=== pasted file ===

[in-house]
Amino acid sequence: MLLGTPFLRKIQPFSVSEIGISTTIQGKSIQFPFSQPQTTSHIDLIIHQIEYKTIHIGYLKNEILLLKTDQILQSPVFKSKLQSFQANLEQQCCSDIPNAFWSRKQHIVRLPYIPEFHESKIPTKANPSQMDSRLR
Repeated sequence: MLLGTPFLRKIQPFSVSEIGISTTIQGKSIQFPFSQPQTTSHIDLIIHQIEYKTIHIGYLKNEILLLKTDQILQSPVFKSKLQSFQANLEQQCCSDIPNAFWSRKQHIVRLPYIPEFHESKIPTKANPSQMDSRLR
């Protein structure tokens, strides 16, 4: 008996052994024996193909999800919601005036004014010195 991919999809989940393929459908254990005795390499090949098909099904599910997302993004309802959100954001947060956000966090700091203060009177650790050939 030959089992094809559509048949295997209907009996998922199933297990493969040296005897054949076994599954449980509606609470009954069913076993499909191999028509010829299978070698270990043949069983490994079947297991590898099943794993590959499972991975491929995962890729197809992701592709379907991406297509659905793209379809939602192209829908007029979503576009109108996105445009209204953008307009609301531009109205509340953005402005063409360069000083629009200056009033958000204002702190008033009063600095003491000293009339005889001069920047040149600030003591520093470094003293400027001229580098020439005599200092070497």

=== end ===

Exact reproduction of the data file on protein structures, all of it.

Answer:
[in-house]
Amino acid sequence: MLLGTPFLRKIQPFSVSEIGISTTIQGKSIQFPFSQPQTTSHIDLIIHQIEYKTIHIGYLKNEILLLKTDQILQSPVFKSKLQSFQANLEQQCCSDIPNAFWSRKQHIVRLPYIPEFHESKIPTKANPSQMDSRLR
Repeated sequence: MLLGTPFLRKIQPFSVSEIGISTTIQGKSIQFPFSQPQTTSHIDLIIHQIEYKTIHIGYLKNEILLLKTDQILQSPVFKSKLQSFQANLEQQCCSDIPNAFWSRKQHIVRLPYIPEFHESKIPTKANPSQMDSRLR
């Protein structure tokens, strides 16, 4: 008996052994024996193909999800919601005036004014010195 991919999809989940393929459908254990005795390499090949098909099904599910997302993004309802959100954001947060956000966090700091203060009177650790050939 030959089992094809559509048949295997209907009996998922199933297990493969040296005897054949076994599954449980509606609470009954069913076993499909191999028509010829299978070698270990043949069983490994079947297991590898099943794993590959499972991975491929995962890729197809992701592709379907991406297509659905793209379809939602192209829908007029979503576009109108996105445009209204953008307009609301531009109205509340953005402005063409360069000083629009200056009033958000204002702190008033009063600095003491000293009339005889001069920047040149600030003591520093470094003293400027001229580098020439005599200092070497």